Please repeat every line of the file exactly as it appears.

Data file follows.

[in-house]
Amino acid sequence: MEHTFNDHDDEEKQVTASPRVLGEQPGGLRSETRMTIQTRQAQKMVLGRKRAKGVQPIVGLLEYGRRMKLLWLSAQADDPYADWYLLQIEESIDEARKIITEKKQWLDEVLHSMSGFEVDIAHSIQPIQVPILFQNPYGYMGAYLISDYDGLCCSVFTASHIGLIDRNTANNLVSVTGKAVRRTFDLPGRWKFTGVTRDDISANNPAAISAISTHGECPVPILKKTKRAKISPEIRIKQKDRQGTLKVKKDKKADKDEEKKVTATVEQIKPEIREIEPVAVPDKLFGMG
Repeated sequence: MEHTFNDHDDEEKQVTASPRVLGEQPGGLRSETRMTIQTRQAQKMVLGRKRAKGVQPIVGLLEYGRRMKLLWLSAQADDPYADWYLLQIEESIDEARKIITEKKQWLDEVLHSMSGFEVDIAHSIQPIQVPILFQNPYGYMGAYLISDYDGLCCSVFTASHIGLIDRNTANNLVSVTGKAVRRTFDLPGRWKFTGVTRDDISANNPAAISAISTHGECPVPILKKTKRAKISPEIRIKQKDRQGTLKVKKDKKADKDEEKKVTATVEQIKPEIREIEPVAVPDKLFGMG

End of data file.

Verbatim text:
[in-house]
Amino acid sequence: MEHTFNDHDDEEKQVTASPRVLGEQPGGLRSETRMTIQTRQAQKMVLGRKRAKGVQPIVGLLEYGRRMKLLWLSAQADDPYADWYLLQIEESIDEARKIITEKKQWLDEVLHSMSGFEVDIAHSIQPIQVPILFQNPYGYMGAYLISDYDGLCCSVFTASHIGLIDRNTANNLVSVTGKAVRRTFDLPGRWKFTGVTRDDISANNPAAISAISTHGECPVPILKKTKRAKISPEIRIKQKDRQGTLKVKKDKKADKDEEKKVTATVEQIKPEIREIEPVAVPDKLFGMG
Repeated sequence: MEHTFNDHDDEEKQVTASPRVLGEQPGGLRSETRMTIQTRQAQKMVLGRKRAKGVQPIVGLLEYGRRMKLLWLSAQADDPYADWYLLQIEESIDEARKIITEKKQWLDEVLHSMSGFEVDIAHSIQPIQVPILFQNPYGYMGAYLISDYDGLCCSVFTASHIGLIDRNTANNLVSVTGKAVRRTFDLPGRWKFTGVTRDDISANNPAAISAISTHGECPVPILKKTKRAKISPEIRIKQKDRQGTLKVKKDKKADKDEEKKVTATVEQIKPEIREIEPVAVPDKLFGMG